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17

Fine art paper is usually made using 100% cotton rag content, is most often acid-free and therefore is suitable for archival purposes since it addresses the problem of preserving documents for long periods (see "How Long Will Your Photo Prints Last?" at PhotoShelter Blog for example). It qualifies as matte paper, thought it certainly has a texture, a look ...


8

Short answer: no The two different types of paper with the same mass would only have the same thickness if they had the same density. Photo paper would have a much higher density than card stock, so 300gsm photo paper is actually quite a bit thinner than 300gsm card stock. 300gsm card is actually quite thick: Whereas 300gsm photo paper (shown here: ...


5

Yes, the color gamut of a high end dye printer is generally superior to pigment and pigment ink is generally superior to chemical photo paper. In longevity pigment ink and good archival papers can actually out endure chemical photo paper now as well. In general, you actually see it the most with the depths of black, but when comparing anything pigment to ...


5

I run a print business and have tried a LOT of papers... My favourite by a long way for framing is "semi-gloss" or "Lustre" - which has a slightly textured glossy surface - a bit like old silver-halide "Wedding paper" as I'd call it. The Lustre finish has a slightly more pronounced texture. Dont bother with lamination for a framed picture - it can ...


5

I don't have the reputation to comment, so am adding this bit as an answer. In addition to the answer by @Jahaziel (camera position, lighting) - also check out scanning applications like Genius Scan. The app uses your camera, auto-crops, and then bumps the contrast to clearly show a white page and black writing.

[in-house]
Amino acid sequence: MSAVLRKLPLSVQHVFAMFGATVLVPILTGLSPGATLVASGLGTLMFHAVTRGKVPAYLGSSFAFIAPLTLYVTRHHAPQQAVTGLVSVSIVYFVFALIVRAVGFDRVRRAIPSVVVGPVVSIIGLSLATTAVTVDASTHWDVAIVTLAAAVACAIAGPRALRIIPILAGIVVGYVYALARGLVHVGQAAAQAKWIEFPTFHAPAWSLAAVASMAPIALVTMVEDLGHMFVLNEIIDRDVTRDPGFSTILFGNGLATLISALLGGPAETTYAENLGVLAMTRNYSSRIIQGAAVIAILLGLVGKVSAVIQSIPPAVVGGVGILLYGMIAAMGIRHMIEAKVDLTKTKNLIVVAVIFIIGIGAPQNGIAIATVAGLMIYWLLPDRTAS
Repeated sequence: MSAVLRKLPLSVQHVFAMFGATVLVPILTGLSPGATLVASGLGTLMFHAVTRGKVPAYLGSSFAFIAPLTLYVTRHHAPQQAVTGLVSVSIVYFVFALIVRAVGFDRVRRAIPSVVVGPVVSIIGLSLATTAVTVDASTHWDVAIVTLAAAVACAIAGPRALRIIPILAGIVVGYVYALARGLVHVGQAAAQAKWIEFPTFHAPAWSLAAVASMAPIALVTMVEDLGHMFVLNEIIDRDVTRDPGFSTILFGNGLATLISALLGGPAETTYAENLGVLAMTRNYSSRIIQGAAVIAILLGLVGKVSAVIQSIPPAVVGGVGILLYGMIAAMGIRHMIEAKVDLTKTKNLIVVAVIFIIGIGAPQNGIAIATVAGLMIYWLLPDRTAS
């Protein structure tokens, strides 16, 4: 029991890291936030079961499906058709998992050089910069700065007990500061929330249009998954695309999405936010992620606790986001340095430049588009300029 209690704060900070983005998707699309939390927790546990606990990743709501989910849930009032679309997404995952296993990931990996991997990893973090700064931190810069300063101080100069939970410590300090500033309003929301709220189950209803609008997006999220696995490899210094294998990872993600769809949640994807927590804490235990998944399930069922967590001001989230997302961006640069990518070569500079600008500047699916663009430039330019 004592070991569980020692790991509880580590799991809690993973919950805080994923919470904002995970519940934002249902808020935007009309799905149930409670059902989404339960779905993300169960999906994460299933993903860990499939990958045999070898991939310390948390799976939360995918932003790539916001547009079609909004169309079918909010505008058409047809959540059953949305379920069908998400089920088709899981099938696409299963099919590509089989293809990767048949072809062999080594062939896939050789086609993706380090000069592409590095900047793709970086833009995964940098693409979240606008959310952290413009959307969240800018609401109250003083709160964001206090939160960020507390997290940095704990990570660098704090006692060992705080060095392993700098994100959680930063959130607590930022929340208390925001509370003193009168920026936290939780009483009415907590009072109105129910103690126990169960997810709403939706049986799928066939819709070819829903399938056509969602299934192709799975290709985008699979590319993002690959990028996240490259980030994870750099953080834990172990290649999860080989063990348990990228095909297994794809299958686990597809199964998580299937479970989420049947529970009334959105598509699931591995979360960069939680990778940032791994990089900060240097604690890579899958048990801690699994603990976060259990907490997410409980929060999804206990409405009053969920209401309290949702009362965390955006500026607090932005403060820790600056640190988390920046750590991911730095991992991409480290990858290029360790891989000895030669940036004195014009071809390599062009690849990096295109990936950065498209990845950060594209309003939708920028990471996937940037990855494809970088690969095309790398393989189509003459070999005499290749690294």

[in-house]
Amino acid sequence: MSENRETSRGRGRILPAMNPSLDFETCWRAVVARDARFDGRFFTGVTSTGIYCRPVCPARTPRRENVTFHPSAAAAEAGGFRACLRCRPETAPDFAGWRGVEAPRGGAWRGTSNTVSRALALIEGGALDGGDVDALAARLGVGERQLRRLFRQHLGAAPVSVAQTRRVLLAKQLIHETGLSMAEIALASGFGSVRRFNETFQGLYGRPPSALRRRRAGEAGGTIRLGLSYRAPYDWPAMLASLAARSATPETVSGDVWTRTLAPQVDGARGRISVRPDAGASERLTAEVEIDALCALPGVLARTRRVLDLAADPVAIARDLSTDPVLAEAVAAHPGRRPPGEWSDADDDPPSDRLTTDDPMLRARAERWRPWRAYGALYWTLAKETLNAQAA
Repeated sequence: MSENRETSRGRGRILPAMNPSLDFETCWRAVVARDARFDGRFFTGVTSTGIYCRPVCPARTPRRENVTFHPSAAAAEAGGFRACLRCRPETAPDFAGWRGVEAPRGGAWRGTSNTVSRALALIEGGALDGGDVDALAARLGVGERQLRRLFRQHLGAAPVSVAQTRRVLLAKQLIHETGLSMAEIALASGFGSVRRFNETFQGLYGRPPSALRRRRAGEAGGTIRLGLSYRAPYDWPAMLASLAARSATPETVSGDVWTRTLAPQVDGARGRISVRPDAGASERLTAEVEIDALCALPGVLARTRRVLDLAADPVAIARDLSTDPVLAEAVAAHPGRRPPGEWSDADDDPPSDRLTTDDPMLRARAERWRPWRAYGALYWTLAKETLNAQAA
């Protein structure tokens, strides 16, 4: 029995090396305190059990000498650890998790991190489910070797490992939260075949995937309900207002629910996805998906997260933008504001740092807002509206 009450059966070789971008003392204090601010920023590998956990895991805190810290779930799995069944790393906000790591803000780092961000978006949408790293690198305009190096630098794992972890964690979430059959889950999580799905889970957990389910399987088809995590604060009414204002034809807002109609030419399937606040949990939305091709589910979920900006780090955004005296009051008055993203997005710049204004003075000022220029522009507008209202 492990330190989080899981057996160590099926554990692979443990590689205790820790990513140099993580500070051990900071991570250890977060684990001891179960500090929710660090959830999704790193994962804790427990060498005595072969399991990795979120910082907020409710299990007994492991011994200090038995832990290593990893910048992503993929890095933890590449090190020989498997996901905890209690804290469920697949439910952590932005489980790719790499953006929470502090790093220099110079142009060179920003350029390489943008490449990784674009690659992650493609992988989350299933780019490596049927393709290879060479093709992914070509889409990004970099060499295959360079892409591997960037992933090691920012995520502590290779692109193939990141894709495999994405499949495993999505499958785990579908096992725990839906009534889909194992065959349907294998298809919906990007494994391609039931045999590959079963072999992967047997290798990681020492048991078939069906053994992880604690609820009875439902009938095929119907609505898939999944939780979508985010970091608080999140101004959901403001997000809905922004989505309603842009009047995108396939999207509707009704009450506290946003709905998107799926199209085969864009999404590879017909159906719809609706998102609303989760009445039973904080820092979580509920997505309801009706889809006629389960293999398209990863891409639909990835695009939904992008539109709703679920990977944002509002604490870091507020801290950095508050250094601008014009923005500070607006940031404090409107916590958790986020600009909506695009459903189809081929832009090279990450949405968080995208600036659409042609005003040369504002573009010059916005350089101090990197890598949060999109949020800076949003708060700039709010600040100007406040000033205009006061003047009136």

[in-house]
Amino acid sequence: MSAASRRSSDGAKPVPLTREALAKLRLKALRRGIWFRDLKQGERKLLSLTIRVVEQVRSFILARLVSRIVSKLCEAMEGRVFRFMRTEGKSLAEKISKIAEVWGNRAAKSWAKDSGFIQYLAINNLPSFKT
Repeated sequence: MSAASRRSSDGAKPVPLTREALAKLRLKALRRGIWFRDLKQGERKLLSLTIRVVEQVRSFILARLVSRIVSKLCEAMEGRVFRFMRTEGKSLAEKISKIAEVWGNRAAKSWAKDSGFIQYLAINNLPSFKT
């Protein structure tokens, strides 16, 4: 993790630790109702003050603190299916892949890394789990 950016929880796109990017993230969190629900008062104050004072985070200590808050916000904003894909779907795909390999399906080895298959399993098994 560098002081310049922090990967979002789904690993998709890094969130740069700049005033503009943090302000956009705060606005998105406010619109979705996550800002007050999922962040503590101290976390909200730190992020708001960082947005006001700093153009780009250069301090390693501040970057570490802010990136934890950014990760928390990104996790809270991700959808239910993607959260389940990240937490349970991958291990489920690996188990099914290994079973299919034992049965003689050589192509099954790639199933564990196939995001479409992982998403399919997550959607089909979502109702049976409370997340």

5

Photo paper is ordinary paper coated with light sensitive chemical. These are crystals consisting of silver combined with iodine, or chlorine, or bromine. In their natural state they resemble table salt except the crystal are much smaller. When these crystals are exposed to light, the chemical bonds holding the crystal together weakens. Normally we only ...


5

The images on gelatin-silver film and prints are formed by silver particles. The images on color (chromogenic) film and prints are formed by color dyes. There are also chromogenic black and white films that are developed using the standard C41 color process, but use black and white dyes to form the image. Modern commercial chromogenic and silver-gelatin ...


4

Using the built-in printer paper profiles and allowing the printer to manage color will usually result in very saturated and unrealistic color. This is because you are printing with what is called an unmanaged color process. The way to resolve this is to use the .icc color profiles with an ICM, or Image Color Managed process. Adobe Photoshop, Lightroom and ...


4

ISO (R) is not a speed number, it is log exposure range required to give the full tone (that is, full density range). The higher is the ISO R number, the softer is the paper. ISO R = 160 means density range = 1.6, or log2(10^1.6) = 5.3 stops. You may see it as "paper dynamic range under standard development". ISO R is used because contrast grade is in fact ...


4

As a term, 'photo' paper is fairly useless as an indicator of quality but it usually means that the paper is coated and the coating is engineered to fit certain needs, such as:- controlling or limiting the spread of droplets applied to it holding a higher density of ink than paper (allowing for more dynamic range especially better blacks) protecting the ink ...


4

You need to troubleshoot this, maybe by answering following questions: Check your process protocol. Is the paper that you are using compatible with the developer? is your paper actually black-n-white photographic paper, or maybe it is "photo paper" that is used in inkjet printer? "Photo paper" used for printers is not for darkroom printing/developing, it is ...


4

Here are some differences between paper and film that will affect the image resolution acutance, resolution, and resolving power. Paper: The emulsion normally used for paper is relatively insensitive silver chloride in a colloidal suspension, orthochromatic (blue sensitive), thickly applied to a fibre base with a baryta layer for brightness and a starch ...


4

Let's take a look at the mathematics behind An paper sizing. The aspect ratio is r = w/h where h is the longer side. Now you want e.g. A1 to be half of A0, so the aspect ratio is r=(0.5*h)/w We have the equation r = w/h = 0.5*h/w = 0.5/r or r^2 = 0.5 Then r is simply square root of 0.5 or in other words 0.70711. Thus, the width (shorter side) is 0.70711 ...


3